4. Buy low, sell high - don't buy high, sell higher.

This advice seems straight forward, but is always difficult to follow. Attractive sounding growth stories have the most intrinsic appeal, but are always the highest priced in the market. These companies have the highest expectations, and it normally requires a bigger fool to keep paying a higher price to keep the stock price rising. Also, there usually exists very little downside asset value support in those cases where the growth story does not come through.

5. Consider selling short to reduce exposure and to create outperformance.

There are always many stocks which reach outrageous price levels and can be sold short. One great attribute of selling short is that it reduces overall equity allocation which reduces portfolio risk and equity exposure. Short exposure of 15% offsets long exposure of 75%, thereby resulting in net long equity exposure of 60%. Reduced equity exposure means lower risk, thereby helping investors generate improved risk-adjusted returns if stock selection is done well.

6. Be a contrarian and independent thinker

Always attempt to challenge the conventional wisdom which is normally wrong. Following the crowd is not normally the way to get rich. Great riches are typically earned by people who identify an opportunity before anyone else and who exploit those opportunities successfully. You should invest in the same manner.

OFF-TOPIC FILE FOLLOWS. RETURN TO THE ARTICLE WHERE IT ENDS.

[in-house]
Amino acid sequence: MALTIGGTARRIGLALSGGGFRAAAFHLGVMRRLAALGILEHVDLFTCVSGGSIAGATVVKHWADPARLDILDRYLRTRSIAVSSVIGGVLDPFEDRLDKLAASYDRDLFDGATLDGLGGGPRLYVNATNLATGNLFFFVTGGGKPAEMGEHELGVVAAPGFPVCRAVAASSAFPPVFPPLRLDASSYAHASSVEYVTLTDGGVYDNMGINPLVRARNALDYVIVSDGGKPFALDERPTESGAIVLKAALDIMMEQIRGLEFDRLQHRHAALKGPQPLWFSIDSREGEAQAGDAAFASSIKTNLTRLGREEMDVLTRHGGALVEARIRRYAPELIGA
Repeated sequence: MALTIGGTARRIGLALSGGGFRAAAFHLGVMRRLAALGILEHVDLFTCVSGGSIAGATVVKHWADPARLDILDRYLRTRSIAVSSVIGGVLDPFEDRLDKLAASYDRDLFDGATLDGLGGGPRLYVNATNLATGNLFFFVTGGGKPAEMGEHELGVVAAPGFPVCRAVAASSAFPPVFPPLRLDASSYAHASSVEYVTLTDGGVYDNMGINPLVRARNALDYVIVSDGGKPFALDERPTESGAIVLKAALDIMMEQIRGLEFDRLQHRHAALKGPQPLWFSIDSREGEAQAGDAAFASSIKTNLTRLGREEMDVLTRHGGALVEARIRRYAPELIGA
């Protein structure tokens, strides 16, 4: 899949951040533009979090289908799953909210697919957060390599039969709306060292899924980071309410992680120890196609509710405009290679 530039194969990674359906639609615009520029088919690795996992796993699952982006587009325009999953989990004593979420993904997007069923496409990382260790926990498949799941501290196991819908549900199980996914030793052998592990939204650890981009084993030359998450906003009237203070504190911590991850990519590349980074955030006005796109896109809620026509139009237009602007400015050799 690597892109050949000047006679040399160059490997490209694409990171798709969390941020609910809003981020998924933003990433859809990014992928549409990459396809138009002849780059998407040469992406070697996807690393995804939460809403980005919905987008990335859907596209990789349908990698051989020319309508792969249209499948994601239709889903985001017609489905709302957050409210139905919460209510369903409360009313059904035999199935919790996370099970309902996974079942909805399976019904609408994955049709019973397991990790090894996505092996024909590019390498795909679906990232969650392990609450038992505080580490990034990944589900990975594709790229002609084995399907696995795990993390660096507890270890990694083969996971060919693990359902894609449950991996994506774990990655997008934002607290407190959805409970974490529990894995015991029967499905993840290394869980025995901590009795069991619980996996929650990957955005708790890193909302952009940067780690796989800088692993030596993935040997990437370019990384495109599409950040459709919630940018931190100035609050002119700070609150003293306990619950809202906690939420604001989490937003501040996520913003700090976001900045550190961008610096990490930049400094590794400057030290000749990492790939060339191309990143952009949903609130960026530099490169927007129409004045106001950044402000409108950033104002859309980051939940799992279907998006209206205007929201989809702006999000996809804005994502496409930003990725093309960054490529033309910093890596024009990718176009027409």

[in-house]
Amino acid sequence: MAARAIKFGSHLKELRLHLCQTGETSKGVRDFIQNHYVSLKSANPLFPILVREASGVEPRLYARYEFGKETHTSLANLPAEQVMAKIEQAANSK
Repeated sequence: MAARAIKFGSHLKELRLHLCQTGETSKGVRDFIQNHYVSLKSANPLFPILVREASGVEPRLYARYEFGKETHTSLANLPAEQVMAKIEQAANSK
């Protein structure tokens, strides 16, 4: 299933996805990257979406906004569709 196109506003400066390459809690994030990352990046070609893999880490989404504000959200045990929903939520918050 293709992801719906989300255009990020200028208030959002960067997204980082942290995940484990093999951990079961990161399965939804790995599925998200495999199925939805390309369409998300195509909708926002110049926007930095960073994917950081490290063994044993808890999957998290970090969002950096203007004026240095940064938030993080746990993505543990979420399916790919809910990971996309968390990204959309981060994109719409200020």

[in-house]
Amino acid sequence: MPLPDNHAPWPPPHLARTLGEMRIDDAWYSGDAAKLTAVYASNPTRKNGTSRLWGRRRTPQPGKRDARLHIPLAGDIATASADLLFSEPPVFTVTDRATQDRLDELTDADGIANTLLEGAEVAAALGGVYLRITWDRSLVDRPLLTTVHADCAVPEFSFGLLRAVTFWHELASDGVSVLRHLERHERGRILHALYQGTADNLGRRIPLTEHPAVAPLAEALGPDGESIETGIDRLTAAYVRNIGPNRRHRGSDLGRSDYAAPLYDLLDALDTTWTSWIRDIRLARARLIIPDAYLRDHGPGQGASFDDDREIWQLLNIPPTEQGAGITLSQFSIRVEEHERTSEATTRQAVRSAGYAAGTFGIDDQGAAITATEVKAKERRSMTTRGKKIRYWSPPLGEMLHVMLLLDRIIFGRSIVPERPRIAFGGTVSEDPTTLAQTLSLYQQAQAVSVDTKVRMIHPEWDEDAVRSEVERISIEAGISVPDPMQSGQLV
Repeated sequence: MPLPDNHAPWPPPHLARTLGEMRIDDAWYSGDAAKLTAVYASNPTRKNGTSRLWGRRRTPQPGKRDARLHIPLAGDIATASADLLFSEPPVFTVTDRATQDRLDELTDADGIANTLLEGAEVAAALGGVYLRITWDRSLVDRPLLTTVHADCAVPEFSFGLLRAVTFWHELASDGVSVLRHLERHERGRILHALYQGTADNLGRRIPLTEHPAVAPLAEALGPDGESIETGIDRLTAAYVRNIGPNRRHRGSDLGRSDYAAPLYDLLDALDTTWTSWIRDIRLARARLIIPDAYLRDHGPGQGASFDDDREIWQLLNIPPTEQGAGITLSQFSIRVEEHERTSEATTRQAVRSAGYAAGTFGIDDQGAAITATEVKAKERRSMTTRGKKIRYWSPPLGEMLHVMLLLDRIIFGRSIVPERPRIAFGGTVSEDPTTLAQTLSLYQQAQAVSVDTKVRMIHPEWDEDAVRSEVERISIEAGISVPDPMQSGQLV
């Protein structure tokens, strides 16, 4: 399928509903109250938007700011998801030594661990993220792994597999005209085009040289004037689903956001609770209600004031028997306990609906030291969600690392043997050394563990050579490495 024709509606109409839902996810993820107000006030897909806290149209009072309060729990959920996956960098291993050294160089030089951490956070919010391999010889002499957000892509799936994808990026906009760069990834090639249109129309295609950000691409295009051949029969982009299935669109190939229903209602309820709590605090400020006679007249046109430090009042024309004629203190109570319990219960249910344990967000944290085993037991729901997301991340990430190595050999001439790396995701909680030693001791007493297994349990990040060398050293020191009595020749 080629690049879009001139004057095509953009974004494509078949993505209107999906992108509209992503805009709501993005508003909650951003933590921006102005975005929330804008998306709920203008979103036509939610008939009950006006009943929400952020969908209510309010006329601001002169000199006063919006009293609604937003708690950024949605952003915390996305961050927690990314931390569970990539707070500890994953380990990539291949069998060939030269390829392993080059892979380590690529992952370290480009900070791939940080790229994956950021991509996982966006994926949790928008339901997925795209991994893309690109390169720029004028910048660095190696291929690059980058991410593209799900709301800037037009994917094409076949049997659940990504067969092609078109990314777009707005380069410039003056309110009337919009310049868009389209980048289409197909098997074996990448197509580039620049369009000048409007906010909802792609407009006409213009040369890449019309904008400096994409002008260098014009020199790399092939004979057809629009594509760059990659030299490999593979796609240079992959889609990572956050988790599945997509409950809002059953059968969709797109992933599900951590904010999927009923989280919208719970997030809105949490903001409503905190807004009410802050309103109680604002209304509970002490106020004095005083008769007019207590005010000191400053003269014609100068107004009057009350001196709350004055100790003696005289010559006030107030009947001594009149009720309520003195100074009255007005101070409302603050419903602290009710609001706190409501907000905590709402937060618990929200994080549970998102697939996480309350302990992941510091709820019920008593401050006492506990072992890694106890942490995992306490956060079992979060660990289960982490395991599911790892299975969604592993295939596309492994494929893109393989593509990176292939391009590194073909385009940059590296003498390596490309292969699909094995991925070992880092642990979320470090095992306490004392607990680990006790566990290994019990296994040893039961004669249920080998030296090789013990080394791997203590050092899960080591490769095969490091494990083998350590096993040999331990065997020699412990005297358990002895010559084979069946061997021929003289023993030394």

7. Have a long time horizon - it's the key to riches.

Look for companies that are experiencing short term disappointment. Most investors attempt to chase short term performance which is very difficult to achieve. Earning a 50% performance return over three years, is equivalent to a 15% annual return. The chance of earning that 50% return is higher if all the other investors ignore a stock because they see the performance being too far in the future.

8. Look at micro-cap companies. The market is more inefficient, and the profits can be huge.

Companies with smaller market values are followed less by Wall Street and therefore generally carry lower expectations. If you can identify companies with great prospects before others do, your chances of generating outstanding returns are much greater.

9. Always think about risk vs. return.

Always seek the optimal trade-off between the two functions. Stocks that most people already know about generally possess lesser return potential. Companies that sell at significant multiples of revenue, possess the highest risk in case of disappointment or in a bear market. In a mania bull market, stocks with the highest risk can earn the highest returns for a while, but if market conditions change, they will decline the most.

10. Follow the smartest analysts who are indepedent thinkers.

Read and follow the advice of the most insightful analysts you can find. Sometimes those analysts with the best short term track record have been the ones taking the most risk. This should always be assessed. Look for analysts who make sense and who consider downside support as an important element of the investment strategy.